Misbehaviour (2020) - Philippa Lowthorpe
Misbehaviour tells the story of the beginning of the Women's Liberation Movement and their protest at the 1970 Miss World contest. It's baffling watching Misbehaviour and realizing that so recently the Miss World contest was the most-watched show on TV. More people watched Miss World than saw the 1966 World Cup Final or the Moon Landings. Taking a moment to reflect on that only compounds the shocking reality that a few decades ago existed in the UK, and around the world. The BBC eventually stopped broadcasting Miss World in the late 80s.
Philippa Lowthorpe's excellent retelling of this story has two key strengths that make the film such a success. Firstly, she has assembled a stellar cast that includes Keira Knightley, Jessie Buckley, Gugu Mbatha-Raw, Lesley Manville, Rhys Ifans, and Greg Kinnear. Secondly, despite the seriousness of the themes explored in the film, Misbehaviour lighthearted fare, meaning it delivers its strong message through laughs and entertainment, making them resonate much more powerfully. The film also leans fully into the absurdity of the Miss World contest and how it conducted and judged.
The film, however, isn't polemic. It navigates the competition and its exploitation as well as the opportunities it offers for women from around the world in a delicate, intelligent way that reminds both the audience and the central characters that every situation has multiple views and interpretations. Most notably this includes representatives from Grenada, Jennifer Hosten (played by Gugu Mbatha-Raw), and the double candidates from South Africa. The black competitor being introduced from Africa South.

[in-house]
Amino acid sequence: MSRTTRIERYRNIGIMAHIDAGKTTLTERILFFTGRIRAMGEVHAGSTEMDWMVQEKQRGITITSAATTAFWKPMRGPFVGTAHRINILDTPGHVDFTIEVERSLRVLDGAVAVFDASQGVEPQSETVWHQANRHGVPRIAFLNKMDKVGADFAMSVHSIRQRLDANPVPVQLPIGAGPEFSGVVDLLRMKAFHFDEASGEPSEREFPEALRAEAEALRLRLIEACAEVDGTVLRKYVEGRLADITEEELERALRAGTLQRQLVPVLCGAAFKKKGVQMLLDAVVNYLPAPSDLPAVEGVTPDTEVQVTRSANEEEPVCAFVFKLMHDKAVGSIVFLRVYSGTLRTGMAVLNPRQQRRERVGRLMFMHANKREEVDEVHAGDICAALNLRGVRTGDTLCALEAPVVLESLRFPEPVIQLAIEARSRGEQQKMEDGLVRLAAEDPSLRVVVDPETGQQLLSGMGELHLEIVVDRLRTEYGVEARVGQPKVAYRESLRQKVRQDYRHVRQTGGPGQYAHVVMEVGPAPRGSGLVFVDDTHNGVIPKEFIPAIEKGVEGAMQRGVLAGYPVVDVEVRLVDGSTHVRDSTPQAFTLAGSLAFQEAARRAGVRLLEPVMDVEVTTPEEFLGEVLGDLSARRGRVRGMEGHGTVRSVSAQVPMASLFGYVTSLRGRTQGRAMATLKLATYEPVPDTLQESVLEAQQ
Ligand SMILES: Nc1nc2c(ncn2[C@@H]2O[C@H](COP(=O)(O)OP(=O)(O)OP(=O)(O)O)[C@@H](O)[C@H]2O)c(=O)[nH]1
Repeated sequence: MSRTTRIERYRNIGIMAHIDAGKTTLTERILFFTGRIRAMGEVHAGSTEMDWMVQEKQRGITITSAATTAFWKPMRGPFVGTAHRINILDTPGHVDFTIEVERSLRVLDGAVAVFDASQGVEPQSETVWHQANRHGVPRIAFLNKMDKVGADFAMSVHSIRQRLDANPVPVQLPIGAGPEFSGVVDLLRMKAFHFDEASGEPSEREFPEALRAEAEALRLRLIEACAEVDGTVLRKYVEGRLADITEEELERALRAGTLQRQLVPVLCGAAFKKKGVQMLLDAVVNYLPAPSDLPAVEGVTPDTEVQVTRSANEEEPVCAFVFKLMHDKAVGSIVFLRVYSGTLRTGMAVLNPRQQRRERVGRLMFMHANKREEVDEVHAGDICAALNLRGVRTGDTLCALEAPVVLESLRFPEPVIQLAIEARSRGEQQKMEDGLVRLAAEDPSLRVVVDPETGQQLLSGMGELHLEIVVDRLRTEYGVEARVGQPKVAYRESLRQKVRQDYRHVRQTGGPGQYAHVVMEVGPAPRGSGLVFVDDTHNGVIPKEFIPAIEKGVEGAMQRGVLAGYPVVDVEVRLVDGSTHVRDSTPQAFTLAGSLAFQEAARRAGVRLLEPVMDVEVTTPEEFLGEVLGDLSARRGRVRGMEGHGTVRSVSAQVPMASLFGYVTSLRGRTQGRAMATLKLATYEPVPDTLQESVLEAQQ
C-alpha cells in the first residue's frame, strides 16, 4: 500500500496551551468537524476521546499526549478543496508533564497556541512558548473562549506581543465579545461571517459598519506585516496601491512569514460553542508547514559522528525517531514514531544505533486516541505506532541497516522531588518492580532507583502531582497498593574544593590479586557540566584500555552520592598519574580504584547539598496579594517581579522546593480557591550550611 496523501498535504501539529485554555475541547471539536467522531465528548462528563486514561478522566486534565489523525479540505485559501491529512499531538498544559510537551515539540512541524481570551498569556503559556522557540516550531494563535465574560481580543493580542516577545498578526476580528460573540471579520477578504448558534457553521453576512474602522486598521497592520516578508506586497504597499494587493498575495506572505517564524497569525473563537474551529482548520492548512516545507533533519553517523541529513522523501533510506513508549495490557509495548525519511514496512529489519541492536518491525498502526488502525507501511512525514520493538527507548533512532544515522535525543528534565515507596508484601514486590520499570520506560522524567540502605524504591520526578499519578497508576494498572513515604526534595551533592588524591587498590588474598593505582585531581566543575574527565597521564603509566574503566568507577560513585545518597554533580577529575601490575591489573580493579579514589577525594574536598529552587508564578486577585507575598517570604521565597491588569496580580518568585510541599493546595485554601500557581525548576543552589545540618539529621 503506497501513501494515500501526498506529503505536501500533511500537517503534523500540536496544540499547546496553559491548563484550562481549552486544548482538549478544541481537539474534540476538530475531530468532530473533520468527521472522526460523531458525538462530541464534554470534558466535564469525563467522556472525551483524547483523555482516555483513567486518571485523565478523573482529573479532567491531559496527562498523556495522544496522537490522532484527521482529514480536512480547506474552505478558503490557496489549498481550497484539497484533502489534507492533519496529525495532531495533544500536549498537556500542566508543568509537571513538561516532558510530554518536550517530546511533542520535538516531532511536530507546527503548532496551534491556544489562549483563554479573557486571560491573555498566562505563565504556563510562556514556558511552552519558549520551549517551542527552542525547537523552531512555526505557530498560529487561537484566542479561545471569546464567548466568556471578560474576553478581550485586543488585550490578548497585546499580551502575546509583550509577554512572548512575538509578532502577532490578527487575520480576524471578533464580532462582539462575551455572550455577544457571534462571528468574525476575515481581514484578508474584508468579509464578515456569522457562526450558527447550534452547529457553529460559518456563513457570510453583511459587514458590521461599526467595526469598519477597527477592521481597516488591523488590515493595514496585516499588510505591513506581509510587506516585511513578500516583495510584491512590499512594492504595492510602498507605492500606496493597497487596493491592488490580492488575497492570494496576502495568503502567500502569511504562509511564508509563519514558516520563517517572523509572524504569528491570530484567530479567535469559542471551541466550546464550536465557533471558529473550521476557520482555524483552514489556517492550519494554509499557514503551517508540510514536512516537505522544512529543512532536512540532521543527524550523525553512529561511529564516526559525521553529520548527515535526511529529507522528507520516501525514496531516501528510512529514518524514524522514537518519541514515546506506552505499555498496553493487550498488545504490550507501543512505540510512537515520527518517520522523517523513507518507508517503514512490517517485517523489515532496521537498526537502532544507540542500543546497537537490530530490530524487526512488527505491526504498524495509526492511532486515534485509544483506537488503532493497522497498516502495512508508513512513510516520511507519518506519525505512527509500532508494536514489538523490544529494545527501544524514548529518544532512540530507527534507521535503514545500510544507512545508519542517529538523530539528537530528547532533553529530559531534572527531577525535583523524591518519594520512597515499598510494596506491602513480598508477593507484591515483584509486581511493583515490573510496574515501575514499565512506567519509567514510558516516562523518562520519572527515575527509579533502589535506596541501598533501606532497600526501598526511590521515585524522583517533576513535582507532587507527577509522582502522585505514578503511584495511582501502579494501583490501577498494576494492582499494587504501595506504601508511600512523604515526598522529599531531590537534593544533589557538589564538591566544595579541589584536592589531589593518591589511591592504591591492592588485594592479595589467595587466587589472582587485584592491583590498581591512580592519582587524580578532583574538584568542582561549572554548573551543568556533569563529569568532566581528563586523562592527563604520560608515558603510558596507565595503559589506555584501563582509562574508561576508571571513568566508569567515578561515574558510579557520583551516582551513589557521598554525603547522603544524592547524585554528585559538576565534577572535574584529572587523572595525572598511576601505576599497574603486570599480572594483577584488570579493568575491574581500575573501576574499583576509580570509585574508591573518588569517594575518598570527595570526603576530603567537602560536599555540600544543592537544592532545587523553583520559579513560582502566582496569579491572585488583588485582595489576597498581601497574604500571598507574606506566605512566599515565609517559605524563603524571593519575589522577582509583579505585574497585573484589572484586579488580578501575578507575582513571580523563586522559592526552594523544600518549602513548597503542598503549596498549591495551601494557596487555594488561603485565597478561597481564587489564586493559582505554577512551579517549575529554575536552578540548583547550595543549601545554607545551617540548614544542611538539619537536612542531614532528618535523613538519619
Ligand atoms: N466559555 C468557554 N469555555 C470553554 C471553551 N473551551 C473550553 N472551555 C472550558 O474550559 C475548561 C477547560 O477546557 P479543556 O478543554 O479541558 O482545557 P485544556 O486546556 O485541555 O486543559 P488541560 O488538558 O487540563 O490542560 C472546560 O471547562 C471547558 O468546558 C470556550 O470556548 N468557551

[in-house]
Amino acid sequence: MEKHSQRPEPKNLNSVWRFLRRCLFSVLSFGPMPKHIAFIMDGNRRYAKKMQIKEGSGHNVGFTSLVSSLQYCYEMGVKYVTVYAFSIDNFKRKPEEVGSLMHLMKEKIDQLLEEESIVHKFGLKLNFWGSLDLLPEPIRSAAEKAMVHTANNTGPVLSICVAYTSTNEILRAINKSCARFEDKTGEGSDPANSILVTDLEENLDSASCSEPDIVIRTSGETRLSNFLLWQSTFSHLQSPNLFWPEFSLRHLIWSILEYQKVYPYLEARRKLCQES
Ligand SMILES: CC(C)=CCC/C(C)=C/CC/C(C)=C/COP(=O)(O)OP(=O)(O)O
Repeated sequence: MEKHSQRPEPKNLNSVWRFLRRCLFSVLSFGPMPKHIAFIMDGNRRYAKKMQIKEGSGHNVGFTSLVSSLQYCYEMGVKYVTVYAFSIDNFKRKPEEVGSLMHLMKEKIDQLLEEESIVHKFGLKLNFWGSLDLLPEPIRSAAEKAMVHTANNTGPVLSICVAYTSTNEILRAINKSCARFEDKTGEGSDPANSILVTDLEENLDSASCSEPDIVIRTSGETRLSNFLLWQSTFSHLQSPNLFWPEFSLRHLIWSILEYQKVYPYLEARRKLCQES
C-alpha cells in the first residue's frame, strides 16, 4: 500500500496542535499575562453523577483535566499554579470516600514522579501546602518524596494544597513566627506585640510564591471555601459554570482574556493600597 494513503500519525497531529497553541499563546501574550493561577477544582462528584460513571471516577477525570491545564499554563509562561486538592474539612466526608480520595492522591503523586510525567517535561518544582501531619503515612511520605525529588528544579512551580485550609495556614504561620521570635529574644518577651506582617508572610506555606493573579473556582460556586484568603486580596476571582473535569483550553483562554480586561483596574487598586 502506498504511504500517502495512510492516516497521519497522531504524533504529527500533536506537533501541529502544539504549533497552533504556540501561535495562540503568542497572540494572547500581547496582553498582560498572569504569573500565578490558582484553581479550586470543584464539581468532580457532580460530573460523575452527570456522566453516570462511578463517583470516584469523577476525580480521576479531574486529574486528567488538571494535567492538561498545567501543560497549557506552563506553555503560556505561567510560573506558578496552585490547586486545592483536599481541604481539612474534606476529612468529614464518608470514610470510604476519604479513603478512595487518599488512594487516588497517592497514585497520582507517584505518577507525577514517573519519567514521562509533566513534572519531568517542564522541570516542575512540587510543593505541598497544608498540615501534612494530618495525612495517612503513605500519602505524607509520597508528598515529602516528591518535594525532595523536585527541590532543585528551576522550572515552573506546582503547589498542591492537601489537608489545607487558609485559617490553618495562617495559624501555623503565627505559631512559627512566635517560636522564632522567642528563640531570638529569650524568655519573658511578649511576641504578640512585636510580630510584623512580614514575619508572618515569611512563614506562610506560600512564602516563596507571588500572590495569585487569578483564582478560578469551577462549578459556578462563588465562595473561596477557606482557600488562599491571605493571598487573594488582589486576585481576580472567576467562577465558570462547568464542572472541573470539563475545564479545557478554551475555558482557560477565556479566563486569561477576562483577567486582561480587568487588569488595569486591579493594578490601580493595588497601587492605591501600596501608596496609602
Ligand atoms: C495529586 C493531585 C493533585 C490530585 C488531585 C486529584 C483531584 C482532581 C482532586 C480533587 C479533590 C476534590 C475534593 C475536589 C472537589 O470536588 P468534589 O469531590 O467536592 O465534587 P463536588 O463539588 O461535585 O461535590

The film opens with Keira Knightley's ambition Sally Alexander attempting to get into university as a mature student. During the interview process, in which she faces an all-male board who looks at her with stern, condescending faces, she is asked challenging questions about both her education and her personal situation. This opening is nicely handled as it echoes how the women of Miss World will later be judged in terms unequal to their male counterparts. While Sally is judged on her personal circumstances; being a single mother living out of wedlock with a man, rather than her academic capabilities, later the Miss World contestants are judged on their measurements and physical attributes and nothing else. One excellent moment sees the contestants turn so to show their behinds to the judges. Lowthorpe chooses to avert the male gaze at this moment, instead of focusing on the women, cringing and grimacing as they are physically judged.
Through Sally's passionate commitment to women's liberation, she attends a lecture which is also attended by the more anarchic and aggressive women's liber Jo Ann Robinson (a superb, gleeful Jessie Buckley). Unexpectedly, these two characters are thrust together and slowly realise that even if their methods differ greatly, they are still fighting the same fight.